It should be noted that, if these structural differences, in fact, exist between poor and wealthy countries, the inherent inflationary bias of the wealthy countries will facilitate the economic diversification of the poorer countries. As prices rise in the wealthy countries and remain stable in the poorer countries, the range of activities in which the wealthy countries become submarginal will grow and, consequently, the range of activities in which the poorer countries become competitive will widen.

Given the limited statistical examination’ of this thesis, little significance should be attached to the values or even to the shape of the contours in Chart 4. However, they are based on the observations presented in Table 3 in the Appendix and are, in fact, not inconsistent with the interpretation of these data given in Chart 5, which on the basis of the assessment of its reliability given in Table 5 appears to be reasonably representative.

The latest issue available when this paper was drafted.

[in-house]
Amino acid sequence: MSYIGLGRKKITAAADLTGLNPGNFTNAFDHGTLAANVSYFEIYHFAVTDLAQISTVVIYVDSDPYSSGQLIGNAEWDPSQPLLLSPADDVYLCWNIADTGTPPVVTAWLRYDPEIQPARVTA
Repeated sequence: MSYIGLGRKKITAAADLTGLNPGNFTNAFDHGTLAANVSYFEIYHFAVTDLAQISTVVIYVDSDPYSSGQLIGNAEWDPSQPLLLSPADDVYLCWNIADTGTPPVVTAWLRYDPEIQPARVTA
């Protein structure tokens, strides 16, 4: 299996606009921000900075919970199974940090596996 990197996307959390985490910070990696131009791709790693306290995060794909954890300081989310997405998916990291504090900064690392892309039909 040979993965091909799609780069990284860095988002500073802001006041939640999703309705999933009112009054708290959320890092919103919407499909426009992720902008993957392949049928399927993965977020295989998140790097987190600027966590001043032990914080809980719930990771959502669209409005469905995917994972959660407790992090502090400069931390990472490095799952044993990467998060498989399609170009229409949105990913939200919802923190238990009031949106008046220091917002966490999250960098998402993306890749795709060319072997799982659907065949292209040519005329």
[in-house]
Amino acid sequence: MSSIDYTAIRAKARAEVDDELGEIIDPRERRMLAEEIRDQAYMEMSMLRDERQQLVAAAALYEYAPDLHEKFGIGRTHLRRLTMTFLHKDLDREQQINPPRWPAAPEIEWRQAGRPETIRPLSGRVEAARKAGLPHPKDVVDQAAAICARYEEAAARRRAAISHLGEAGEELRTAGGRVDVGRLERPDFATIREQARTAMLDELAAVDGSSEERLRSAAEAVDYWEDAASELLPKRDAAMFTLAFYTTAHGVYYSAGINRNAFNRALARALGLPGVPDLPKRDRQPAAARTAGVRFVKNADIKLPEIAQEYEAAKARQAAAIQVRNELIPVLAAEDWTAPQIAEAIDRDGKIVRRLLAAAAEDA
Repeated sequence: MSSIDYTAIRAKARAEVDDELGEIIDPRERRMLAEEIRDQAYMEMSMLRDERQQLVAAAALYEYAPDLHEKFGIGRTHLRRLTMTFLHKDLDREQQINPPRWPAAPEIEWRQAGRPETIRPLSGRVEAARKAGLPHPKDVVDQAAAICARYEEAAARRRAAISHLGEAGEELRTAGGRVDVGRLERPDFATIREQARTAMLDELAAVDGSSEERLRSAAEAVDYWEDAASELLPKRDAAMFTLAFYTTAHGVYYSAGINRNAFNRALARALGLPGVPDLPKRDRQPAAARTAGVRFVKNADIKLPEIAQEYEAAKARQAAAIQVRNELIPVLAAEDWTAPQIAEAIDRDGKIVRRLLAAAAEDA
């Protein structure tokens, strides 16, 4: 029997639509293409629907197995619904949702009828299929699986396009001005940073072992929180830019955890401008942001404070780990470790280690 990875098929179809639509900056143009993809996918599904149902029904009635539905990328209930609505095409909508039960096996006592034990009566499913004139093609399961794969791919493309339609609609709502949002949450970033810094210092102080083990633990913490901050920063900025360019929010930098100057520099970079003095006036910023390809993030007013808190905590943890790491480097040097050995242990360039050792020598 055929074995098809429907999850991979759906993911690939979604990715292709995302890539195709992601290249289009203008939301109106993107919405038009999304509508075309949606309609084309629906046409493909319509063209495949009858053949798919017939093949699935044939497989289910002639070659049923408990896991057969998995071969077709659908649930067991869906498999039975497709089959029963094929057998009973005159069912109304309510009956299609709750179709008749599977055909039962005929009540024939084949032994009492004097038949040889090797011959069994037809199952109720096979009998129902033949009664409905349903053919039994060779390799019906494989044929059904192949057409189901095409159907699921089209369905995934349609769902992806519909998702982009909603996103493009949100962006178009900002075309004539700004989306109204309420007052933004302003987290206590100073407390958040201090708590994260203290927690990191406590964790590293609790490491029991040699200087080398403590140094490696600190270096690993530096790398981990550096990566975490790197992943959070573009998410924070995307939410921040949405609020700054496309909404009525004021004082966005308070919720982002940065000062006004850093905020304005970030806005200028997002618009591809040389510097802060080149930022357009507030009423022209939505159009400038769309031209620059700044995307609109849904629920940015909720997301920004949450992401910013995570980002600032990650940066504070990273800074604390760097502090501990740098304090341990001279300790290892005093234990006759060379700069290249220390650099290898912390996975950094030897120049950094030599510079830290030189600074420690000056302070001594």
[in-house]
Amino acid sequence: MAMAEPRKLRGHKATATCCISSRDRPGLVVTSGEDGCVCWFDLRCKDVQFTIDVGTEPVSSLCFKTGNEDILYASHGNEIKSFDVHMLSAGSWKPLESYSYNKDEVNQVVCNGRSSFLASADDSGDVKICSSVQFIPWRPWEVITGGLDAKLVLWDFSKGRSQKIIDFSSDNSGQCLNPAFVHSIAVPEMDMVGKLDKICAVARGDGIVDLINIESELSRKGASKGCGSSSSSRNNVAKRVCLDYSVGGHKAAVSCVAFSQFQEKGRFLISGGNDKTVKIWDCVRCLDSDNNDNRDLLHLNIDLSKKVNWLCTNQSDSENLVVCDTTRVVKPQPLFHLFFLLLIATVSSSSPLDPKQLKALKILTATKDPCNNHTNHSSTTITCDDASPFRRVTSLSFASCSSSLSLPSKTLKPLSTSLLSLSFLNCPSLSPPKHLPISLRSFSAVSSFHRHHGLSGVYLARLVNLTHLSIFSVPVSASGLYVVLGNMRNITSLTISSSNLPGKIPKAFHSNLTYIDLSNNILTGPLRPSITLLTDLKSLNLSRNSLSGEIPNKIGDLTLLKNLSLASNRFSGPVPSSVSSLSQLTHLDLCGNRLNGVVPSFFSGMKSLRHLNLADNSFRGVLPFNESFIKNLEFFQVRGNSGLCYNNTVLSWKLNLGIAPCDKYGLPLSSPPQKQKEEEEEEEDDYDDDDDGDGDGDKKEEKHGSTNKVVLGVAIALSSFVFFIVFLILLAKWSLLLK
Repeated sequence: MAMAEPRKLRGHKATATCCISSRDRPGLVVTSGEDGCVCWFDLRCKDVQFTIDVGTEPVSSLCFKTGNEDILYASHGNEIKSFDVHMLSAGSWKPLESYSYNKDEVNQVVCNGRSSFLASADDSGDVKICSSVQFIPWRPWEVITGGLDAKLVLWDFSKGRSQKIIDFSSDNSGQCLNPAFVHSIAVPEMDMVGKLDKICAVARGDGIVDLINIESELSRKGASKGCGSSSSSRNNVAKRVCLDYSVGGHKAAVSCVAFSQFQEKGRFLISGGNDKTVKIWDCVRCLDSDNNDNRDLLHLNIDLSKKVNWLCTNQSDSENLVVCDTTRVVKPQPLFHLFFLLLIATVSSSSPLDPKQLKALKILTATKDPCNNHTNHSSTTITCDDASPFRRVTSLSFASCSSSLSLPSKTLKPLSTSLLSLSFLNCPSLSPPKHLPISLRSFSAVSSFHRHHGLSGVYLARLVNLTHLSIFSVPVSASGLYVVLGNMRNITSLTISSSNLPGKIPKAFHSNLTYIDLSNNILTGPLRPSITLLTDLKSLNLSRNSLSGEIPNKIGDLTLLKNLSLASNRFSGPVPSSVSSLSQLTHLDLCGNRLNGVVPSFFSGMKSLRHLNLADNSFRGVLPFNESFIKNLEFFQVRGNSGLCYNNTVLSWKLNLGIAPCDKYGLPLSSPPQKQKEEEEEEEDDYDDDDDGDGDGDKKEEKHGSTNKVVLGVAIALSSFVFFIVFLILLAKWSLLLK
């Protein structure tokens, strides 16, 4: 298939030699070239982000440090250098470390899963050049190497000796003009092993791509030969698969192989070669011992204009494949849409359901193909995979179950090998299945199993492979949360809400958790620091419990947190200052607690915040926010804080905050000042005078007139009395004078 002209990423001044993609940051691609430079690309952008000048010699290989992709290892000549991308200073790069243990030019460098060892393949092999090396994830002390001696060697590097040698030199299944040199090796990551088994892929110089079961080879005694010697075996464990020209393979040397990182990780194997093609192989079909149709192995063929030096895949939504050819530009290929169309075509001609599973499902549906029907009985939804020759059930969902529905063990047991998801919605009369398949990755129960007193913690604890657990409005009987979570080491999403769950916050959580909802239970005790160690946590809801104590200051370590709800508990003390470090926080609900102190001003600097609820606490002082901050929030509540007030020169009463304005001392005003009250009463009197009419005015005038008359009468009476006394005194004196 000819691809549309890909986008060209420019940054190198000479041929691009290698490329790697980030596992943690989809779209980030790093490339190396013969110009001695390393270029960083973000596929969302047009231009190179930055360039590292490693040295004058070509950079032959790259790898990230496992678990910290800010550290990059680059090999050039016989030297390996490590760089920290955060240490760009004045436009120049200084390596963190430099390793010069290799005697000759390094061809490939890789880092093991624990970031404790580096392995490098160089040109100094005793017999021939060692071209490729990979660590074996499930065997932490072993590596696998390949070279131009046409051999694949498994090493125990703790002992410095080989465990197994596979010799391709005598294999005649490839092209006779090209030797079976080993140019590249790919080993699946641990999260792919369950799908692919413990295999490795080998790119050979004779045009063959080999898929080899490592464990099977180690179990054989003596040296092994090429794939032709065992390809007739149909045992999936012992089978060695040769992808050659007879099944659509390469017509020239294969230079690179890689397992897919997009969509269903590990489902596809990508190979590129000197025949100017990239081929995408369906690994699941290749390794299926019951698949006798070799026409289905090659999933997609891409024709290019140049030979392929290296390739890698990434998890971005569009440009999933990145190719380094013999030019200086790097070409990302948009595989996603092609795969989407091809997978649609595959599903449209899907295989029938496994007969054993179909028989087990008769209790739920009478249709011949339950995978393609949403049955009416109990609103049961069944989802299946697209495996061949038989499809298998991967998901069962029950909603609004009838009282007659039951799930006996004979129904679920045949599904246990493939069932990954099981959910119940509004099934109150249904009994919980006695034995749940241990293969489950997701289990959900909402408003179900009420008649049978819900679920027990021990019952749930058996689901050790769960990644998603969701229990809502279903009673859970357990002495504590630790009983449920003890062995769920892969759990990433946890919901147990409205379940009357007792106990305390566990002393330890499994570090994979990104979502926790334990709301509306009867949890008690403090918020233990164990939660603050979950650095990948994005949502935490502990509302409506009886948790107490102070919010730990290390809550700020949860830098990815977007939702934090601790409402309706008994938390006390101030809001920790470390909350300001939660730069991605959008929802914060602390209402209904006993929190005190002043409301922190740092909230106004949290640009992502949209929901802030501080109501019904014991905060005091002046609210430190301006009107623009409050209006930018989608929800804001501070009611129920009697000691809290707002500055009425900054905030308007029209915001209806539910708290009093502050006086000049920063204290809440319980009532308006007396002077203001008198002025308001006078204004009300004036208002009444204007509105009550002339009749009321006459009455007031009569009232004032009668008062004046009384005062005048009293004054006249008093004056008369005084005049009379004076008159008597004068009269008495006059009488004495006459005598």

The Yearbook presents data for both 1958 and 1962, but the 1958 data are much more comprehensive than those for 1962. Hence, they have been used. There would be some significant differences between a 1958 and a 1962 classification (e.g., Germany would be transferred from the “Average” to the “Wealthy” category, ranking after Australia).

For the dates actually covered, see Appendix, Table 3.

But suggest that strong inflation definitely discourages progress.

In addition to Bhatia, Tun Wai, and Dorrance, op. cit., see Gertrud Lovasy, “Inflation and Exports in Primary Producing Countries,” Staff Papers, Vol. IX (1962), pp. 37-69, and A. S. Shaalan, “The Impact of Inflation on the Composition of Private Domestic Investment,” Staff Papers, Vol. IX (1962), pp. 243-63.